The Lyric Stage production of Anna Christie does right by Eugene O’Neill’s brilliance.
Anna Christie by Eugene O’Neill. Adapted and directed by Scott Edmiston. Staged by the Lyric Stage Company of Boston, 140 Clarendon Street, Boston, MA, through May 5.
By Roberta Silman
In his prime Eugene O’Neill was considered our Aeschylus or Shakespeare, and there are still some people who would not consider that an exaggeration — me, among them. So high praise to Spiro Veloudos, the Producing Artistic Director and Scott Edmiston who adapted and directed this new production of Anna Christie, which was first staged in 1921 — almost a hundred years ago! — and won O’Neill his second Pulitzer Prize. He would go on to win two more Pulitzers and the Nobel Prize for Literature in 1936, which is really amazing, since his greatest plays were written after that. The very greatest (in the opinion of some critics) Long Day’s Journey Into Night was actually first produced after O’Neill’s death in 1953 at the age of 65.
That’s why I want to begin by quoting from Edmiston’s essay in the program. He writes:
You know, you wouldn’t be sitting in this theatre right now if it wasn’t for Eugene O’Neill. He created American drama. Prior to O’Neill, America had entertainment. We had melodrama. We had vaudeville. O’Neill elevated the American stage into the realm of art. Though today his reputation lies primarily with his three late masterpieces, Long Day’s Journey Into Night (1942), The Iceman Cometh (1942) and Moon for the Misbegotten (1947), he wrote nearly 50 other plays.
That may come as a surprise to lots of readers, especially those in their 20s or younger. And why it is so important that they see this superb production.
In Anna Christie, O’Neill explores themes that are as relevant today as they were then: power, especially among parents and children, the place of women, the pull of sexual attraction, the shame about sex outside of the “norm,” the damage wrought by drink and drugs, and the notion of “the other” brought on by prejudice and/or racism. With Anna O’Neill began his path to greatness by writing a play that had the heft of Ibsen or Strindberg or Shaw. Its premise is also surprisingly modern. A seafaring father abandons his wife and daughter, and they end up with relatives on a farm in the mid-west. After the mother dies, the daughter is left unprotected, endures the trauma of rape, and becomes a prostitute. The play begins when she returns east to her sailor father after many years; yet their tentative, sometimes tender reunion runs into trouble when the pair rescue an Irish sailor. Missteps made in the name of love and protection only lead to more conflict and revelation and shame. And, finally, redemption.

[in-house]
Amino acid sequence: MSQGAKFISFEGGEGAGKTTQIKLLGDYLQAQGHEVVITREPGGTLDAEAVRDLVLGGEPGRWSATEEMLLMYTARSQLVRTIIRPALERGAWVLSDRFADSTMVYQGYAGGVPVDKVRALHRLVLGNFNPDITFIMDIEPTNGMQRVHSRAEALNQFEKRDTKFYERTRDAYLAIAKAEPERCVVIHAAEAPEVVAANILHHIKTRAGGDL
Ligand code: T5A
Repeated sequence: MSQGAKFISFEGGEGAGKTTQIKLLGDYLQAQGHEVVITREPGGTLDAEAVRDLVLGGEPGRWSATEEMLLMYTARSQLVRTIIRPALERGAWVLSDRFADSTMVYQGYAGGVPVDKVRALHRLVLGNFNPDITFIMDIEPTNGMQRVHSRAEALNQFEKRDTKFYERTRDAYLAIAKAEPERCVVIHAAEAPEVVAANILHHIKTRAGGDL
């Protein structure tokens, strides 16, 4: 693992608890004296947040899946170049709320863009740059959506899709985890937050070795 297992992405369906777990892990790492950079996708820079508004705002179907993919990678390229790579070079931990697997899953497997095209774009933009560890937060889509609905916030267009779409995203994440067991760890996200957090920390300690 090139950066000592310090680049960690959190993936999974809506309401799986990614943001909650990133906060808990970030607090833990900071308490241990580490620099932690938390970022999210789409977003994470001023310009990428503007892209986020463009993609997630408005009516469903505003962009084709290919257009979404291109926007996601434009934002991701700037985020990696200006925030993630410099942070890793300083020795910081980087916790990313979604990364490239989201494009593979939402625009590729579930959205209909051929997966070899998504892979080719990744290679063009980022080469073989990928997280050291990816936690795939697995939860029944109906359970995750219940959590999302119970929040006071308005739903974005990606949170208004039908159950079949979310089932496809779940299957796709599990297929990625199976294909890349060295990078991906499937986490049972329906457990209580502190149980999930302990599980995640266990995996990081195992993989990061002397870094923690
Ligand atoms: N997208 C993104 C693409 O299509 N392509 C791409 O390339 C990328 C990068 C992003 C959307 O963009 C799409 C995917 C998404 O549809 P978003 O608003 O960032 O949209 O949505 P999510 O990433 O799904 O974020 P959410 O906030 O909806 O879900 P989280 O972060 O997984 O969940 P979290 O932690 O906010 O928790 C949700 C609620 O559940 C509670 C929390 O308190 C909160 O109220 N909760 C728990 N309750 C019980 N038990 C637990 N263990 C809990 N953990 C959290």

What makes this production so intriguing is that Edmiston has cast two wonderful African-Americans as Chris Christopherson and his daughter Anna: Johnny Lee Davenport and Lindsey McWhorter. At first I thought their race might not work in this already complicated play, but I was wrong. It not only worked, but added resonance to O’Neill’s exploration of the “other.” Here is a play about people who live on the fringes — a sailor whose very existence depends upon his fraught relationship with the “Old Devil Sea” and his daughter, who has lived her own life for too long to be dominated by a protective guilty parent who “wants only the best for her.” In bold strokes O’Neill shows us how good intentions often do pave the way to hell.
O’Neill certainly knew about dysfunctional families. His father was James O’Neill, a professional actor who started his career playing Shakespeare and ended up touring the country in The Count of Monte Cristo, to his own everlasting despair. And his mother had become addicted to morphine after Gene’s difficult birth in a hotel room. Like their father, he and his brothers had drinking problems all their lives, and Gene was a womanizer, as well as having three legitimate wives who found him fascinating but also difficult and sometimes surly. He also disowned his daughter Oona because she married Charlie Chaplin when she was 18 and Chaplin was 56. (One of their children is the well-known actress Geraldine Chaplin.)
But he was a genius who, despite dropping out of college, knew the theatre from the inside out and and read voraciously and created plays like no one else in this country had before. He succeeded and became the most important American playwright of the 20th century. I remember how he was the touchstone for my parents — Is it as good as O’Neill? they would ask — and our own excitement at seeing Strange Interlude, The Great God Brown, and Mourning Becomes Electra, as well as the better known plays mentioned above.
Thankfully, the Lyric Stage production does right by O’Neill’s brilliance. The authenticity of the staging is outstanding, from the set that was sometimes a bar and sometimes a barge by Janie Howland to the costumes by Charles Schoonmaker, lighting by Karen Perlow, and sound by Dewey Dellay. But the conception and direction by Edmiston provides the touch of inspiration, especially his beautiful handing of his three leads — Davenport and McWhorter and Dan Whelton — who worked nimbly with and against each other, carefully building the interlacing tensions that are so necessary to this play. And they were skillfully aided by supporting actors Nancy E. Carroll and James R. Milord. May the success of this production give us more O’Neill in seasons to come.
Roberta Silman is the author of three novels, a short story collection and two children’s books. Her new novel, Secrets and Shadows, is available on Amazon. A recipient of Fellowships from the Guggenheim Foundation and the National Endowment for the Arts, she has reviewed for The New York Times and The Boston Globe, and writes regularly for The Arts Fuse. More about her can be found at robertasilman.com and she can also be reached at email@example.com.
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